Yet another embodiment of the present invention, suitable for use when the interrogation frequencies are much higher than those which are appropriate for use with the structures discussed up to the present point, is shown in
In this embodiment the label 4 is shaped externally roughly as shown in
In this embodiment the label circuit 31 is in the upper section of the structure shown in
The rectangular metal tube 32 may be open at the top and may have the electronic label circuit 31 connected between two opposite faces of the rectangular tube 32 or may be closed at the top with the label connected between opposite faces 35 at a point some distance from the closed end.
The diagram shows the distribution of current in the base of the pallet 14 as a result of its illumination by an electromagnetic field. That current may directly enter the inside of the rectangular metallic tube 32 if a connection is made at is lower end, or may reach the outer surface of the rectangular metallic tube 32 via the capacitance across the thin dielectric layer 34, or may reach the outside of the rectangular metallic tube 32 as a displacement current distributed over its length, so as to create on the outside of the rectangular metallic tube 32 a downward surface conduction current which eventually enters the interior of the rectangular metallic tube 32.
The rectangular metallic tube 32 may be filled with dielectric material 36 both for the protection of the label circuit 31 and for enhancement of electromagnetic propagation. The rectangular metallic tube 32 may act at the frequency of interrogation as a waveguide either above or below its cut off frequency.
Provided the distance between the aperture at the bottom of the rectangular metallic tube 32 and the location of the label circuit 31 is sufficiently short, the rectangular metallic tube 32 can act as an impedance transformer whether or not the electromagnetic field modes within it are evanescent or propagating, and can transform the impedance of the electronic label circuit 31, either in the situation when the rectangular magnetic tube 32 outer wall contacts the rectangular slot 33 in the underside of the pallet 14 or in the situation when it does not, to accomplish a conjugate impedance match between the label impedance and the radiation impedance of the aperture as seen from the connection point to the label circuit 31. As frictional contacts at microwave frequencies can be unreliable, the absence of contact between the rectangular metallic tube and the slot in the underside of the pallet 14 is the preferred mode of operation. Of course the use of a rectangular tube is a matter of convenience in description, and other shapes permitting electromagnetic fields in their interiors may be employed.
It will be appreciated that various alterations, modifications and/or additions may be introduced into the constructions and arrangements of parts previously described without departing from the spirit or ambit of the present invention.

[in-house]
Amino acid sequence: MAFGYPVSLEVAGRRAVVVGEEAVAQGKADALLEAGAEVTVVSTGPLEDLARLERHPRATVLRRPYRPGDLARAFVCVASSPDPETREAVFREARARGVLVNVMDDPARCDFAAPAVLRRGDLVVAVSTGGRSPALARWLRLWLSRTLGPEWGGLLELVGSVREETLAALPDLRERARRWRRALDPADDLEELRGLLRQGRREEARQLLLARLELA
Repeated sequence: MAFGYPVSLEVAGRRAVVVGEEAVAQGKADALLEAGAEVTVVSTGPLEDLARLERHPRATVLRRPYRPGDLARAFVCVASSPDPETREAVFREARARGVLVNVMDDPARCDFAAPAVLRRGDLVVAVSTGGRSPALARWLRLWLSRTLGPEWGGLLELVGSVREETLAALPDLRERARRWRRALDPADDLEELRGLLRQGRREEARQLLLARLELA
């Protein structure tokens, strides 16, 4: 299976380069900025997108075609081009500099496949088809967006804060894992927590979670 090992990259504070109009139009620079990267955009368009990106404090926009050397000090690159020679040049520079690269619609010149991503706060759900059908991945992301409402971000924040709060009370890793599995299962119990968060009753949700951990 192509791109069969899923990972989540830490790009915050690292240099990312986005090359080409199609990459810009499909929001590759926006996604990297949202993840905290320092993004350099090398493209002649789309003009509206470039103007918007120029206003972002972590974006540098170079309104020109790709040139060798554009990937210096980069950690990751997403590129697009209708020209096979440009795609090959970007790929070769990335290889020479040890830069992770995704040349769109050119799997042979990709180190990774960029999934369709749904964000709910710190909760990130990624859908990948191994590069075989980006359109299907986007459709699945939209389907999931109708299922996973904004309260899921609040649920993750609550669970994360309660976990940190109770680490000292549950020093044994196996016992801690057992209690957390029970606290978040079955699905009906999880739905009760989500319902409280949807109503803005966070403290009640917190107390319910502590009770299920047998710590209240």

|Cited Patent||Filing date||Publication date||Applicant||Title|
|US4622543 *||Mar 22, 1984||Nov 11, 1986||Anderson Iii Philip M||Surveillance system having acoustic magnetomechanical marker|
|US4647917 *||Mar 26, 1984||Mar 3, 1987||Allied Corporation||Article control system having coded magnetomechanical marker|
|US5523749 *||Apr 3, 1992||Jun 4, 1996||Integrated Silicon Design Pty. Ltd.||Identification system for simultaneously interrogated labels|
|US5565847||Nov 23, 1994||Oct 15, 1996||International Business Machines Corporation||Magnetic tag using acoustic or magnetic interrogation|
|US5587578 *||Aug 9, 1995||Dec 24, 1996||Gemplus||Method and apparatus for optimizing magnetic flux through an electronic label of a contact-free identification system|
|US5736929||Jun 7, 1996||Apr 7, 1998||International Business Machines Corporation||System for concealed serialization utilizing a soft magnetic antitheft element|
|US5793305 *||Sep 29, 1995||Aug 11, 1998||Turner; Leigh Holbrook||Article sorting system|
|US6172608 *||Jun 18, 1997||Jan 9, 2001||Integrated Silicon Design Pty. Ltd.||Enhanced range transponder system|
|EP0285188A1||Feb 15, 1988||Oct 5, 1988||N.V. Nederlandsche Apparatenfabriek NEDAP||A method of placing an electronic responder in or near an electrically conductive article, as well as an electrically conductive article provided with an electronic responder|
|GB2258712A||Title not available|
|JPH09331279A||Title not available|
|Citing Patent||Filing date||Publication date||Applicant||Title|
|US8336786||Mar 26, 2012||Dec 25, 2012||Murata Manufacturing Co., Ltd.||Wireless communication device and metal article|
|US8413907||May 10, 2012||Apr 9, 2013||Murata Manufacturing Co., Ltd.||Wireless IC device and electronic apparatus|
|US8424762||Jul 3, 2012||Apr 23, 2013||Murata Manufacturing Co., Ltd.||Wireless IC device and component for wireless IC device|
|US8424769||May 16, 2012||Apr 23, 2013||Murata Manufacturing Co., Ltd.||Antenna and RFID device|
|US8479999||May 12, 2009||Jul 9, 2013||Toda Kogyo Corporation||Composite magnetic antenna and RF tag, and metal part and metal tool on which the composite magnetic antenna or RF tag is installed|
|US8528829||Dec 3, 2012||Sep 10, 2013||Murata Manufacturing Co., Ltd.||Wireless communication device and metal article|